(Redirected from Pittman, Frank)
Man Enough (1993)
- As boys without bonds to their fathers grow older and more desperate about their masculinity, they are in danger of forming gangs in which they strut their masculinity for one another, often overdo it, and sometimes turn to displays of fierce, macho bravado and even violence.
- Ch. 5
- But after the intimacy-inducing rituals of puberty, boys who would be men are told we must go it alone, we must achieve our heroism as the Lone Ranger, we must see the other men as threats to our masculine mastery, as objects of competition.
- Ch. 8
- If fathers who fear fathering and run away from it could only see how little fathering is enough. Mostly, the father just needs to be there.
- Ch. 6
How to Manage Mom and Dad (November/December 1994)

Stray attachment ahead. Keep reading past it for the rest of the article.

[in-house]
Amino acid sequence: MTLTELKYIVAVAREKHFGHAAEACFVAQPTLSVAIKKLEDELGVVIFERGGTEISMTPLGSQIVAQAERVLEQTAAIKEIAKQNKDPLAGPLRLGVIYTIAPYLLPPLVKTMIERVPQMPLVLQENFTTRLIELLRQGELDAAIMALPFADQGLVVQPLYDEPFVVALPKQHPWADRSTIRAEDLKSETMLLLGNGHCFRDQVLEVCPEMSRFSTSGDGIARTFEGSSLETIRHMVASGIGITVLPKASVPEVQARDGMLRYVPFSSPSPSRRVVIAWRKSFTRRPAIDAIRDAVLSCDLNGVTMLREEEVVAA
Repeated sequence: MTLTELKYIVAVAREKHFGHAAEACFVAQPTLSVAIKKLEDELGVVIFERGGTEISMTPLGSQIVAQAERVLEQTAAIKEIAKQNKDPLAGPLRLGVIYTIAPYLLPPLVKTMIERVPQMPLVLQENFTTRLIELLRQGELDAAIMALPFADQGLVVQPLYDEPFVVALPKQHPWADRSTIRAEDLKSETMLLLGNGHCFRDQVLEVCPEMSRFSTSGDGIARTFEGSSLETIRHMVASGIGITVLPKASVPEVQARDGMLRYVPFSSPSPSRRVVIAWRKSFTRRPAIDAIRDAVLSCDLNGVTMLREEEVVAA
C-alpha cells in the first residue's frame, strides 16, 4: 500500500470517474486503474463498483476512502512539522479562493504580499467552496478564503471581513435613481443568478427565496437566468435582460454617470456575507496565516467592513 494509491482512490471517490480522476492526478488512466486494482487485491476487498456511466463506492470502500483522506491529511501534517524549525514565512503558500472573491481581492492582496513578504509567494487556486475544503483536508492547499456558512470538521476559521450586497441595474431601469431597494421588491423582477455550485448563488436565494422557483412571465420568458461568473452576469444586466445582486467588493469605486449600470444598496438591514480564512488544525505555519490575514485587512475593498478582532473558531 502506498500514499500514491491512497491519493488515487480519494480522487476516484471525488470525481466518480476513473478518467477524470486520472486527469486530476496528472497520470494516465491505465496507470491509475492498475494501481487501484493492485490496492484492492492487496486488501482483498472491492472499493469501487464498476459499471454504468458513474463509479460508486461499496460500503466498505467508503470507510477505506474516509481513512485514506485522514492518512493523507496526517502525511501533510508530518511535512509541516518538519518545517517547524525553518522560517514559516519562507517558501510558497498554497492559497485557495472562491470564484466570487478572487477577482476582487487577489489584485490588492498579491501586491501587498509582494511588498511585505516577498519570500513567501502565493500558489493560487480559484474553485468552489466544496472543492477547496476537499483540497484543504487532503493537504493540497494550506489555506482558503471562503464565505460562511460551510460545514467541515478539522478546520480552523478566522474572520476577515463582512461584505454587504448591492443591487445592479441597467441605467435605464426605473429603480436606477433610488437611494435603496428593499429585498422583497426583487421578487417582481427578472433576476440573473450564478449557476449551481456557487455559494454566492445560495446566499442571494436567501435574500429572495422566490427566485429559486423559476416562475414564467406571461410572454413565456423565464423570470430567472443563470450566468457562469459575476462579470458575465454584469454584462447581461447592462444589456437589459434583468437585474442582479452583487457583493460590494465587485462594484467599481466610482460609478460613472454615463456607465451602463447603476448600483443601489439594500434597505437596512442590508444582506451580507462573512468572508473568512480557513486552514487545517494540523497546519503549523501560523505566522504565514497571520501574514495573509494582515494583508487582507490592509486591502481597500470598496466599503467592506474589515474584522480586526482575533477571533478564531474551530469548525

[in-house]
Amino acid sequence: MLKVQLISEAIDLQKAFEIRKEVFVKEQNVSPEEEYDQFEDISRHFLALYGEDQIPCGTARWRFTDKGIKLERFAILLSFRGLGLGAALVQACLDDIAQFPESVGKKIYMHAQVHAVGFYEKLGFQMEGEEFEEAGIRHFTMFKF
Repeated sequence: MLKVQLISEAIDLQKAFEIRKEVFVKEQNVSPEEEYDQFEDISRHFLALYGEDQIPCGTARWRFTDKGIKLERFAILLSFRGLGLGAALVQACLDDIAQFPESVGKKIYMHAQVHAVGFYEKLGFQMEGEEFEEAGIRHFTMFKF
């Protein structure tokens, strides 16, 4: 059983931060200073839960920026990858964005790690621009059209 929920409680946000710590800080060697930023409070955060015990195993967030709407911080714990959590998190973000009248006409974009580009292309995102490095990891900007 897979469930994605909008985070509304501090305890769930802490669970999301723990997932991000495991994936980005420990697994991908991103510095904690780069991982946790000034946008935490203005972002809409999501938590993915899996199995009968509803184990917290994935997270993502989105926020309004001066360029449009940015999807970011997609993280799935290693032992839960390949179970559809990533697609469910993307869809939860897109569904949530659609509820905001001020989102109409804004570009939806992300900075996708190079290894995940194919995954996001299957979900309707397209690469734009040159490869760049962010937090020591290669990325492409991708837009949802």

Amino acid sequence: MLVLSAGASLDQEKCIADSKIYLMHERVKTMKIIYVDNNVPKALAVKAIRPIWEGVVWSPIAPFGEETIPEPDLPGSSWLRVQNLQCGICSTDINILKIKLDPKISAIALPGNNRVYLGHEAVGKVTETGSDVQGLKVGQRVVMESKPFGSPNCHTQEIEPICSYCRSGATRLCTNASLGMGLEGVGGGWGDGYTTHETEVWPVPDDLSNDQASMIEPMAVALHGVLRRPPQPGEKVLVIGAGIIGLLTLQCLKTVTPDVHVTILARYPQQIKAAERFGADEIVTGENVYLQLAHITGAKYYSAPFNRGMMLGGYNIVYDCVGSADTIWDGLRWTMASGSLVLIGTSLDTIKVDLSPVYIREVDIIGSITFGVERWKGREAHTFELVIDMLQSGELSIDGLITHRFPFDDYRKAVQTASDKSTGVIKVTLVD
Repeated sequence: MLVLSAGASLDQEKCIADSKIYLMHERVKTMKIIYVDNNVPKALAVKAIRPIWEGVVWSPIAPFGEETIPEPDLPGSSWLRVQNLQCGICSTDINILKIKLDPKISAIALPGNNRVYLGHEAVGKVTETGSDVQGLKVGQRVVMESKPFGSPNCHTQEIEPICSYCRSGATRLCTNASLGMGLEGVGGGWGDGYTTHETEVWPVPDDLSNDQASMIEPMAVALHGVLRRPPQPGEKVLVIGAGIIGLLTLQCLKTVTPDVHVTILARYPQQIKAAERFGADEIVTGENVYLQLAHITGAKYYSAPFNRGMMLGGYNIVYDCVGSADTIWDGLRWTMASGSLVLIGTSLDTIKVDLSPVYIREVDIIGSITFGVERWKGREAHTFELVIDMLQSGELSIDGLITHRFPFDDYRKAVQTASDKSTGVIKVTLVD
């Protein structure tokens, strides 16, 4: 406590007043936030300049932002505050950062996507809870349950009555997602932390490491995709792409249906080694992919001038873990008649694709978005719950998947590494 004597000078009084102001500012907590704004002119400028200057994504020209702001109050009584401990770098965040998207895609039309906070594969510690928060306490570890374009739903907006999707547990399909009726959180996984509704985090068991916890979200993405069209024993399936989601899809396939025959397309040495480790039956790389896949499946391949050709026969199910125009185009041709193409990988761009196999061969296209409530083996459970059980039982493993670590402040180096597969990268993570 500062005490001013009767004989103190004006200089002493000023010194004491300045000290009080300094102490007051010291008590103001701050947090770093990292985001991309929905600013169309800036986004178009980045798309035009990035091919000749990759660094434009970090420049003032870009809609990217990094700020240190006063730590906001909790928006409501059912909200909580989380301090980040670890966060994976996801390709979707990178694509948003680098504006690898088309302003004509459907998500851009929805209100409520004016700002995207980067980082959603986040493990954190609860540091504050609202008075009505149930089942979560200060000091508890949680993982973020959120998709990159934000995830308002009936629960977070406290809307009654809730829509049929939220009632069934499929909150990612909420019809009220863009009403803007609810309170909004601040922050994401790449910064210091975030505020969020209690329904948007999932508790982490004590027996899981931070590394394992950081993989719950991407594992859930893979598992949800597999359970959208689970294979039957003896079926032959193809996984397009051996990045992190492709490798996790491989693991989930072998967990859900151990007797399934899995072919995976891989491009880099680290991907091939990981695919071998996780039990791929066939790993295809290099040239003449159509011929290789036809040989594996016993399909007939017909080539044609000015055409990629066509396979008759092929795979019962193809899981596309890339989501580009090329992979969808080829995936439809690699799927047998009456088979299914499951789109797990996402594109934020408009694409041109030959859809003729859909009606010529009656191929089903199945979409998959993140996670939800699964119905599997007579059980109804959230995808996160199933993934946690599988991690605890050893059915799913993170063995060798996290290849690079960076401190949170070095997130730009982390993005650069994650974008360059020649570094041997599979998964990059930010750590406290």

- Each generation's job is to question what parents accept on faith, to explore possibilities, and adapt the last generation's system of values for a new age.
- In considering the ledger equal, understand the greatest gift you have given your parents is the opportunity to raise you. The things a child gets from parents can't compare to the things a parent gets from raising a child. Only by experiencing this can you understand the degree to which children give meaning to parents' lives.
- An Interview with Frank Pittman, MD, by Victor Yalom, PhD, Evolution of Psychotherapy Conference, 2000
- Infidelity Comes Out of the Closet, New York Times, April 29, 1999
- Infidelity reaches beyond having sex, By Karen S. Peterson, USA Today, 1/8/2003
- Dear Ann: Thanks for 47 years of advice, USA Today, 06/23/2002
- Marriage experts converge here; top tip is don't split, The Atlanta Journal-Constitution, 06/21/06
- Search for a soul mate, or love the one you're with?, 5/28/2003, USA Today
- Study: Divorce, living together new norms, USA Today
- Why men drag their feet down the aisle, 06/26/2002, USA Today
- Cohabiting can make marriage an iffy proposition, Even married, men may still feel less committed, July 8, 2002, USA Today
- Work & Family: Couples separate checking accounts, The Wall Street Journal, February 24, 2005